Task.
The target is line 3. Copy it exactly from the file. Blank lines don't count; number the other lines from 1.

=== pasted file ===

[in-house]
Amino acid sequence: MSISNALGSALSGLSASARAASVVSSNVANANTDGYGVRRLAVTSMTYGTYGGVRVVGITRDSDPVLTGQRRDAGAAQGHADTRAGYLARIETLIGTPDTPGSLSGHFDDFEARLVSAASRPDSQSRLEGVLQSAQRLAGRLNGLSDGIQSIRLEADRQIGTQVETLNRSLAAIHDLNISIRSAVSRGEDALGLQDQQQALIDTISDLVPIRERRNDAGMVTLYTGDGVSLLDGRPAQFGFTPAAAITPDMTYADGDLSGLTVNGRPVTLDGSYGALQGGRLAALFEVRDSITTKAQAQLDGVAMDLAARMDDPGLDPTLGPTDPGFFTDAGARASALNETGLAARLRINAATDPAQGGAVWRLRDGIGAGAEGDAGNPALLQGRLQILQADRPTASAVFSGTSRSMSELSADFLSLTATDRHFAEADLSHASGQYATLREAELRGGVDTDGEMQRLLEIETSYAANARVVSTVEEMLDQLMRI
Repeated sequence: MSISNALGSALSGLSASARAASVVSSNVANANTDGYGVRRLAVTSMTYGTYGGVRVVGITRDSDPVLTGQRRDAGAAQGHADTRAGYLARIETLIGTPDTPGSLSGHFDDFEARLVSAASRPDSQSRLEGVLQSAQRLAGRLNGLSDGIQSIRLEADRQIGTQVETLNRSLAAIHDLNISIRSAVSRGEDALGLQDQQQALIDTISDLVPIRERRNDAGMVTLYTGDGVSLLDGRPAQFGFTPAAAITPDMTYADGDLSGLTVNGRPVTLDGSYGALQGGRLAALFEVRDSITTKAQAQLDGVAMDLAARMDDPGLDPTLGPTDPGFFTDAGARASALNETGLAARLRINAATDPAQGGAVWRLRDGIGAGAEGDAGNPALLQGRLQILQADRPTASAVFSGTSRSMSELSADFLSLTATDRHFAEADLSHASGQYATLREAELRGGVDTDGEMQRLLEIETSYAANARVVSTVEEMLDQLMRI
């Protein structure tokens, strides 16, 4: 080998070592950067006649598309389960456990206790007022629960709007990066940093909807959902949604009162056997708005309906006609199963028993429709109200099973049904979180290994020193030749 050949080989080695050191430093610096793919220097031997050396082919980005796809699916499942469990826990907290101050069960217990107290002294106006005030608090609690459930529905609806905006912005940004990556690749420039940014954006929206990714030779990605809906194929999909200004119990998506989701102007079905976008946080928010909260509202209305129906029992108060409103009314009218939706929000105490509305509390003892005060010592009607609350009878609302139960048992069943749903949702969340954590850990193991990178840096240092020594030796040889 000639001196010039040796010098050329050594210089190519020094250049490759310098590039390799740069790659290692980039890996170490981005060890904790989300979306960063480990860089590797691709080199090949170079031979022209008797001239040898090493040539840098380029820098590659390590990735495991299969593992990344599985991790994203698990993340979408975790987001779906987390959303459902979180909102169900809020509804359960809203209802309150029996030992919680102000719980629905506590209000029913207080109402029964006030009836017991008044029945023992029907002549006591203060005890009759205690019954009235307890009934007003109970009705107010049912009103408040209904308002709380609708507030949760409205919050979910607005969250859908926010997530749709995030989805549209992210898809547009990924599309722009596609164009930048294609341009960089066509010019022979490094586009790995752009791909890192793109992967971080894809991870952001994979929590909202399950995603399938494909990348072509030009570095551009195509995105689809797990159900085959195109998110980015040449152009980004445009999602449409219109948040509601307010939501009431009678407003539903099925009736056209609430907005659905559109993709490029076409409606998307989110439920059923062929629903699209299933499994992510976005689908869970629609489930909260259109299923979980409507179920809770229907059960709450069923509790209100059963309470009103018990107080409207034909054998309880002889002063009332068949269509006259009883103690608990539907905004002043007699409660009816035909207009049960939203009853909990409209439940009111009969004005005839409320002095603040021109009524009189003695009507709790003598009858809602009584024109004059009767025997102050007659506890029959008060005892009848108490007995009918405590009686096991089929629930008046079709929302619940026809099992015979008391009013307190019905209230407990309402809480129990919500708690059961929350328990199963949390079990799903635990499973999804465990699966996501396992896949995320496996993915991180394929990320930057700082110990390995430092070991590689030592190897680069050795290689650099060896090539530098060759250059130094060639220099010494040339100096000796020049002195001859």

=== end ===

Repeated sequence: MSISNALGSALSGLSASARAASVVSSNVANANTDGYGVRRLAVTSMTYGTYGGVRVVGITRDSDPVLTGQRRDAGAAQGHADTRAGYLARIETLIGTPDTPGSLSGHFDDFEARLVSAASRPDSQSRLEGVLQSAQRLAGRLNGLSDGIQSIRLEADRQIGTQVETLNRSLAAIHDLNISIRSAVSRGEDALGLQDQQQALIDTISDLVPIRERRNDAGMVTLYTGDGVSLLDGRPAQFGFTPAAAITPDMTYADGDLSGLTVNGRPVTLDGSYGALQGGRLAALFEVRDSITTKAQAQLDGVAMDLAARMDDPGLDPTLGPTDPGFFTDAGARASALNETGLAARLRINAATDPAQGGAVWRLRDGIGAGAEGDAGNPALLQGRLQILQADRPTASAVFSGTSRSMSELSADFLSLTATDRHFAEADLSHASGQYATLREAELRGGVDTDGEMQRLLEIETSYAANARVVSTVEEMLDQLMRI